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‘A good jury turns into a little community,’ Baroness Hale has said, ‘working together in the interests of justice.’ As a jury advocate for over thirty years, I have always been impressed, and often humbled, by the care and dedication they give to their work. Academic research supports the experience of criminal lawyers that juries are fair, and do their utmost to bring in the right result. In every case, it isn’t just the defendant on trial: the state itself is on trial, too, in public, before its citizens. Can it prove its case to the high standard the law requires? Has it used its coercive powers wisely and lawfully? Have its operatives in the courtroom – the judge and the lawyers – conducted themselves properly?

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10 July 2020

South Africa’s Police Problem

Simone Haysom

Organised working-class activists in Cape Town, as well as less organised community protesters across the country, have continued to demand more police stations, more equipment and more police officers in poor neighbourhoods to combat crime, pointing out what amounts to a racist distribution of policing resources. The broader, less nuanced, conversation in South Africa continually returns to criminal justice metrics: why don’t the police arrest more, why don’t the state defenders prosecute more, why don’t the courts convict more? Other conversations veer towards reigning the police in: less torture, less killing of protesters, less assault of sex workers.

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9 July 2020

Covid-19 and Other Diseases

Sophie Cousins

According to figures compiled by researchers at McGill University, the Covid-19 pandemic is predicted to cause an additional 400,000 malaria deaths this year; an additional 700,000 HIV-related deaths in Africa alone; 15 million unintended pregnancies; and up to 1.4 million additional tuberculosis deaths by 2025. The list continues: at least 80 million children under one are at risk of vaccine-preventable diseases such as measles, rubella and polio, as routine immunisation services have been disrupted in almost 70 countries. There could be an additional 113,000 maternal deaths in the next 12 months because of disruption to care before, during and after childbirth.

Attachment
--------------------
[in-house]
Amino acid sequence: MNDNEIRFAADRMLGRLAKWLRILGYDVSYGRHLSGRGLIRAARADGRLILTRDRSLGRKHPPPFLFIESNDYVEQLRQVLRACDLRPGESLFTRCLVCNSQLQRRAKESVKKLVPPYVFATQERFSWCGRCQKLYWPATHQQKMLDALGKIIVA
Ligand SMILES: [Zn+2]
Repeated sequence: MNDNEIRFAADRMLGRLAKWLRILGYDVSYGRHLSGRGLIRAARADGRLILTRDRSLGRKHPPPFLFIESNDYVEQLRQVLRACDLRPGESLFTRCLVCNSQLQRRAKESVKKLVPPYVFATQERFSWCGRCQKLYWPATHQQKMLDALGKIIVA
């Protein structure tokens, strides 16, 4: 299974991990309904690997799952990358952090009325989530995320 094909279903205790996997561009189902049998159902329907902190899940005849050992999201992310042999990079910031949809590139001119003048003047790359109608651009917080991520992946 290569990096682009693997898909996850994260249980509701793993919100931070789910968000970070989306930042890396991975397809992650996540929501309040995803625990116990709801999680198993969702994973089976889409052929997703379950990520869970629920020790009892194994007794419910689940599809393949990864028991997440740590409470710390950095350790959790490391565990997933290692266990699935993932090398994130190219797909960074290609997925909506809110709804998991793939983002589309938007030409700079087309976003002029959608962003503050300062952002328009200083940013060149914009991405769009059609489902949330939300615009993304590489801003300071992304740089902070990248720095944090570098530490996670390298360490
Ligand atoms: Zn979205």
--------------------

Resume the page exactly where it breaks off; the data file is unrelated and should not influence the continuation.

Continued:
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8 July 2020

‘Homegrown’

Alex Abramovich

Neil Young in 1975. Photograph © Henry Diltz

‘I fell in love with Neil’s pain,’ Carrie Snodgress said, recalling her life with Neil Young. Apparently, she meant physical pain: Young had back injuries from polio contracted at the age of six or seven, type 1 diabetes and epilepsy. But no matter how chronic, pain does not make for a solid foundation. The marriage ended. Young made an album about it, then shelved it. ‘It was a little too personal,’ he told Cameron Crowe in 1975. ‘It scared me.’

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7 July 2020

Romania’s Gender Trouble

Paula Erizanu

Last month, Romania’s parliament passed a bill banning schools and universities from teaching the idea that ‘biological sex is different from gender.’ The response was quick. A petition asking President Klaus Iohannis not to ratify the bill gathered more than 30,000 signatures in less than 24 hours. Forty universities and eighty civil society organisations across the country denounced the bill as an attempt to limit academic freedom. A students’ union asked the government not to ‘go back to the Middle Ages’. Dozens of people protested in front of the Presidential Palace in Bucharest, with signs saying ‘education prevents gender violence’ and ‘trans rights are human rights’. The bill still lies on Iohannis’s desk.

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6 July 2020

When plague came to Wittenberg

Lyndal Roper

Plague struck Wittenberg in August 1527, ten years after Luther posted – or didn’t post; historians disagree – the 95 Theses on the door of the castle church, and two years after the Peasants’ War of 1525, when thousands of peasants were slain after they revolted against their lords. Luther had backed the authorities in putting down the revolt with massive bloodshed. Earlier in 1527, Luther had undergone a major physical and emotional collapse, and found himself unable to write or read for some months. Then, just as he was starting to recover, plague broke out in the town.

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3 July 2020

The Paranoid Style in Bolivian Politics

Forrest Hylton

Although dozens of her own officials have been involved in corruption scandals, including a health minister caught price-gouging on respirators, Añez – like Bolsonaro and Trump – peddles conspiracy theories about enemies in the media, government and civil society. They allegedly follow Morales’s directives, and plot her overthrow through terrorism and drug trafficking in conjunction with Peruvians and Colombians (never mind that Colombian guerrillas are less than a shadow of their former selves).

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